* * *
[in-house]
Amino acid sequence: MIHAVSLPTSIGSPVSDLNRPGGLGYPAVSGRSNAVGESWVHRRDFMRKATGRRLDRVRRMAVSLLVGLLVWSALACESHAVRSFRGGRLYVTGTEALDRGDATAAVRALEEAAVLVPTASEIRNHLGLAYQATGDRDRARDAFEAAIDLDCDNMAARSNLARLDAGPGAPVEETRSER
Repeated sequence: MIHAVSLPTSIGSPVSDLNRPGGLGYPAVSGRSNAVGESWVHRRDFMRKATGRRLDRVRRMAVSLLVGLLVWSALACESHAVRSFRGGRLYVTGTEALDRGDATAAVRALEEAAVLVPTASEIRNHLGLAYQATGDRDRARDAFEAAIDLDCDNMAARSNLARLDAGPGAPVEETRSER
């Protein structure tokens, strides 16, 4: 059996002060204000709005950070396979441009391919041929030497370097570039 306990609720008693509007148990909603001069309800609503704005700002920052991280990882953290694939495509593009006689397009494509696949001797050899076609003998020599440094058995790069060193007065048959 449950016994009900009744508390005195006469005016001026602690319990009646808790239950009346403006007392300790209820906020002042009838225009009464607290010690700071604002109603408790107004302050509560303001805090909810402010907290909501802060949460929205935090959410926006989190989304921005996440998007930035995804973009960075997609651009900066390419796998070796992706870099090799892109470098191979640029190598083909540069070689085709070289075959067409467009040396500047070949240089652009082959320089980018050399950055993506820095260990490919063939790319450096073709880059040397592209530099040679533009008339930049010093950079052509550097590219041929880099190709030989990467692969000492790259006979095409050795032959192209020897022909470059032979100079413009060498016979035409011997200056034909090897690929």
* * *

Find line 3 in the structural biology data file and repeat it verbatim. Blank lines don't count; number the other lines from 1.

Repeated sequence: MIHAVSLPTSIGSPVSDLNRPGGLGYPAVSGRSNAVGESWVHRRDFMRKATGRRLDRVRRMAVSLLVGLLVWSALACESHAVRSFRGGRLYVTGTEALDRGDATAAVRALEEAAVLVPTASEIRNHLGLAYQATGDRDRARDAFEAAIDLDCDNMAARSNLARLDAGPGAPVEETRSER